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We’re on the knife’s edge of the pandemic

We’re on the knife’s edge of the pandemic


Antivirus: a weekly digest of COVID-19 research and development

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Vaccination Site Opens At Elementary School In Louisville As Kentucky Sees Rise In COVID-19 Cases
A vaccine site that opened in Louisville, Kentucky on April 2, 2021, as cases rose in the state.
Photo by Jon Cherry/Getty Images

This is a surreal moment in the pandemic, brimming with hope and fear. 

Here in the US we’re at the last leg in a marathon — vaccines are here, and appointments to get those shots are becoming more plentiful. People are planning for the moments they’ve put off for a year or more. The finish line is in sight. 

At the exact same time, our will to power through to the end just slammed into a wall. Restrictions are lifting while cases are still high, sending case counts through the roof. Hospitals are getting crowded again. Testing has dropped, leaving us with incomplete information as new variants take hold.

“We have so much to look forward to, so much promise and potential of where we are and so much reason for hope,” said Rochelle Walensky, director of the Centers for Disease Control and Prevention in a press conference this week. “But right now, I’m scared.”

It’s the juxtaposition of pandemic weariness and vaccine euphoria that may make the next few months the most heartbreaking as many people keep getting sick, and some tragically die. 

In STAT this week, reporter Andrew Joseph writes about the particular agony families are going through as some members get vaccinated at the same time their loved ones pass away from COVID-19. “[A]s the weeks go by,” Joseph writes, “some deaths will increasingly feel like they might not have happened if vaccine campaigns were moving a bit faster, if we could hold off bumps in spread for a bit longer, if we could drive down transmission a bit more.”

The past year has been riddled with deaths that didn’t need to happen. Earlier this week, Deborah Birx, former coronavirus coordinator under the Trump Administration, said in a CNN interview that hundreds of thousands of deaths in the US could have been averted if the government had acted more swiftly. But even after all those lessons and all those unnecessary deaths, the death toll is still growing — slower than before, but it has nowhere to go but up. 

Meanwhile, in stark contrast to our national grief, there’s the relief and joy of millions of people getting vaccinated every day. 

It feels like we live in a permanent state of contradiction. Yesterday, the CDC was loosening travel guidelines for fully vaccinated people, while CDC director Walensky continued to urge people to stay home and avoid unnecessary travel. Texas and Mississippi are lifting mask mandates and California is easing restrictions, while President Biden warns repeatedly that the fight is not yet over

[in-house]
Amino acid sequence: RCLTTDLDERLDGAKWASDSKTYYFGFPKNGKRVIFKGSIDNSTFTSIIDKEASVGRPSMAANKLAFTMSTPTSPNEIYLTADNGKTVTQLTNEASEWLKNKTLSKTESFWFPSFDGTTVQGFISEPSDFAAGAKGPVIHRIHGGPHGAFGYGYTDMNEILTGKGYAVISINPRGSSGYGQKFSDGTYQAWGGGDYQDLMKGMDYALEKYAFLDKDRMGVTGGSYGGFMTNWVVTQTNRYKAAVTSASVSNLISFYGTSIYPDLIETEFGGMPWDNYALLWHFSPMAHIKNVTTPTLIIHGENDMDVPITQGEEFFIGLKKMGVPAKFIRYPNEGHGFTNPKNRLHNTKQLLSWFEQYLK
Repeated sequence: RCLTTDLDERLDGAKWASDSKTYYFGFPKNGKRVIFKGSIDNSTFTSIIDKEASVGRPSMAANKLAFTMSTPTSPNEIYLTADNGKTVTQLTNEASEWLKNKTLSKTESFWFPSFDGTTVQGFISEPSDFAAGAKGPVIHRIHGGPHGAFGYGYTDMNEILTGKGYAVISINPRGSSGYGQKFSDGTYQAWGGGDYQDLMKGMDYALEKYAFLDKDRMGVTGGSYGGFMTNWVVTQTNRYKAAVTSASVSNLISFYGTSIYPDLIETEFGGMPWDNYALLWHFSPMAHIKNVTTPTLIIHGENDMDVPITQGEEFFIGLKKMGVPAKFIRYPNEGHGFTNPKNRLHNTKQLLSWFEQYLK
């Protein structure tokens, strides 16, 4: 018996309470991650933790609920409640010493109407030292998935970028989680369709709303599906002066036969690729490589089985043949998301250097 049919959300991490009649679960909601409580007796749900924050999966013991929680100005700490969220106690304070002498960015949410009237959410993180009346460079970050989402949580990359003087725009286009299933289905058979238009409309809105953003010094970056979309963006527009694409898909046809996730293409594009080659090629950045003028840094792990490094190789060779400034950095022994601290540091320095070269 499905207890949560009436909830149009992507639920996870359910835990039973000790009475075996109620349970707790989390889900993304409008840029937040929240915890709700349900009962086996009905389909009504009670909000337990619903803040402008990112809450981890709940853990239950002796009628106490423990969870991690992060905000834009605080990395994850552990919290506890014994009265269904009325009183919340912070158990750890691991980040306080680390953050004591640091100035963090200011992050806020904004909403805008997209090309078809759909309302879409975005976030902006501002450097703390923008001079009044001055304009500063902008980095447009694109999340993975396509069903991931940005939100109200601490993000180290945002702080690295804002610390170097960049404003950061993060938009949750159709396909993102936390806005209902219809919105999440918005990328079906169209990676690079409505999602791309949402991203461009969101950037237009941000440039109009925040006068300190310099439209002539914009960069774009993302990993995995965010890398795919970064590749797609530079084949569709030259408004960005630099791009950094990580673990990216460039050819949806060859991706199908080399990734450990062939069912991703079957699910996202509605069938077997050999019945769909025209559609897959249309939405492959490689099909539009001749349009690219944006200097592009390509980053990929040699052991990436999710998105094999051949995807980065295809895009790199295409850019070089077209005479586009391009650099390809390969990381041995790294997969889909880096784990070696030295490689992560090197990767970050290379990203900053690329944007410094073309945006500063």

We wait uncomfortably in this liminal space, caught between two potential ways that the next few months could play out before we ultimately cross the finish line. Will we pass through it beaming, with our friends and family at our side? Or will the heavens open with a roar, drenching us, and driving some people off the course before they can reach the end?

“You look out the front window and it’s raining,” Nirav Shah, director of Maine’s Center for Disease Control and Prevention told The Washington Post, “but from the back window, it’s sunny. And your house is literally on the cusp of the storm and you don’t know which way it’s going to go — stormy, or is it going to be sunny? That’s sort of where we are in COVID.”

Here’s what else happened this week.


COVID Showed How Trials for New Drugs Could Be Faster and Better
Drug trials are usually expensive, time-consuming and inaccessible — but the pandemic showed that they don’t have to be any of those things. Here’s an interesting interview about how they might change in the future. (Claudia Wallis/Scientific American)

COVID-19 vaccine ‘passports’ aren’t exactly like yellow fever certifications
Many different groups are looking for ways that people can prove whether or not they are vaccinated. But these ‘vaccine passports’ can be an ethical nightmare. For even more on vaccine passports, check out this Wired story. (Nicole Wetsman/The Verge)


The Pfizer-BioNTech Vaccine Is Said to Be Powerfully Protective in Adolescents
Early tests of the Pfizer-BioNTech vaccine in 12 to 15-year-olds have shown that the vaccine is remarkably protective and safe. (Apoorva Mandivalli/The New York Times)

Errors ruin 15 million doses of Johnson & Johnson’s COVID-19 vaccine
A mix-up in a vaccine production factory ruined 15 million doses of the one-shot vaccine. The doses will not be distributed. (Nicole Wetsman/The Verge)

Keeping covid vaccines cold isn’t easy. These ideas could help.
Many vaccines need to be kept cold in order to stay potent. It’s a complicated process now, but in the future, there may be some better options. (Wudan Yan/MIT Tech Review)


Amelia burst from her family’s car at a run and catapulted herself into her grandfather’s arms. Henry followed, a brand new monster truck in his backpack, waiting to hurtle across his grandparents’ floor. Jackie grabbed him so tight she nearly lifted him right out of his red Crocs. How big he’d grown. She was crying.

—Evan Allen chronicles one family’s emotional reunion for The Boston Globe.

More than Numbers

To the people who have received the 628 million vaccine doses distributed so far — thank you.

To the more than 129,998,978 people worldwide who have tested positive, may your road to recovery be smooth.

To the families and friends of the 2,832,850 people who have died worldwide — 553,946 of those in the US — your loved ones are not forgotten.

Stay safe, everyone.